How Runners Can Best Roll With the Race-Day Punches

Molly Hurford
by Molly Hurford
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How Runners Can Best Roll With the Race-Day Punches

Racing requires a nimble outlook — we’re there to put out our best effort no matter what comes our way. Sure, running on a new course or different distances can feel intimidating, even to veteran runners. There are many logistical hurdles to conquer the days before the horn sounds and the race starts, but it shouldn’t stress you out.

Here are six ways to prep for race day:



Even the smallest local races often post routes online. Start with the race website, where you’ll often find maps, elevation profiles, course descriptions and race day information about parking and the full schedule of events. From there, search for race reports from the event to see what people have to say about the course and things you may not have considered. Finally, check MapMyRun for any routes uploaded in the area.



You may not change clothing options if it’s raining, but you may want a poncho (or garbage bag) for the hour before the race starts. For early morning races, note how low temperatures will be as you’re getting ready to race, and consider wearing a jacket and sweats over your tank top and shorts as you walk around and get race-ready; consider choosing gear you don’t mind losing, just in case.



If this is your A-race of the season, plan to show up the day before and allow enough time to get to the course. Usually packet pick up is the day before anyway, but take the time to preview the course as well as figure out where parking is and take care of any directional issues you may run into on race morning. Investigate parking, for example, and how far you’ll be from the parking area to the start corral. It can vary greatly between events and can be a major stressor on race morning.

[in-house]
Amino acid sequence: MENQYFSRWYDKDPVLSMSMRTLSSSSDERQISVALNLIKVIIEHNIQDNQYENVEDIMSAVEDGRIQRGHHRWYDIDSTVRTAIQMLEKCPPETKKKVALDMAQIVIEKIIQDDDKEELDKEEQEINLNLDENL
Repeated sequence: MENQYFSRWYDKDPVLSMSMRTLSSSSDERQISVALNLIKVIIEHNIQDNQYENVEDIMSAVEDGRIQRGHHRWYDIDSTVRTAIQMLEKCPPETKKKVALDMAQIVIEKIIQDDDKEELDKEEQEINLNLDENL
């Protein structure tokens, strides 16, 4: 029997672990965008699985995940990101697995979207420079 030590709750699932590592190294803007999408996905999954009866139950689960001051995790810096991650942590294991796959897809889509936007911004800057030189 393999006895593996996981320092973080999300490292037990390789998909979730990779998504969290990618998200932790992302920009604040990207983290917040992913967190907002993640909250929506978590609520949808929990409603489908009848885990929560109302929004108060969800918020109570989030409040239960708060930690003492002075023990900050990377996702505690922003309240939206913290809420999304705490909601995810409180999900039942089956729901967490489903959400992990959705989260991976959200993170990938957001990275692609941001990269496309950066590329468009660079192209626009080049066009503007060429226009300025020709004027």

While you’re waiting in line to get your bib number ask the people around you if they’ve done the race before, and, if they have, get their best tips and advice. Most runners are happy to share. If there isn’t a huge line at packet pickup, ask the volunteers for course intel — is there a major obstacle that catches people off guard? If the volunteers at packet pickup don’t have much info to offer, look around for people who are setting up the course. They can often offer great advice about the course or logistics — like the best time to arrive for optimal parking.



At the race site, check out the start and finish areas. Make a note of whether the two are in different spots, see if the start has corrals for different waves (and where the entrances are, if it’s fenced off), and scout out any other information that may make the start run smoother. There’s nothing more annoying than showing up and seeing the start line, but being caught behind two layers of fencing and not knowing how to access it. (Don’t forget to take note of where bathrooms are!)



You can often run a bit of the course the day before your race — just don’t do the whole thing. Whether you run, jog or walk, try to cover the first mile, paying attention to turns, weird corners or curbs, and how the road narrows or widens. This is a lot more important on a trail versus a road race, but even road races can have abrupt turns that cause a traffic jam in the start, and knowing what’s ahead allows you to scoot through those sections easily.

About the Author

Molly Hurford
Molly Hurford

Molly is an outdoor adventurer and professional nomad obsessed with all things running, nutrition, cycling and movement-related. When not outside, she’s writing and podcasting about being outside, training and health. You can follow along with her adventures on Instagram at @mollyjhurford.


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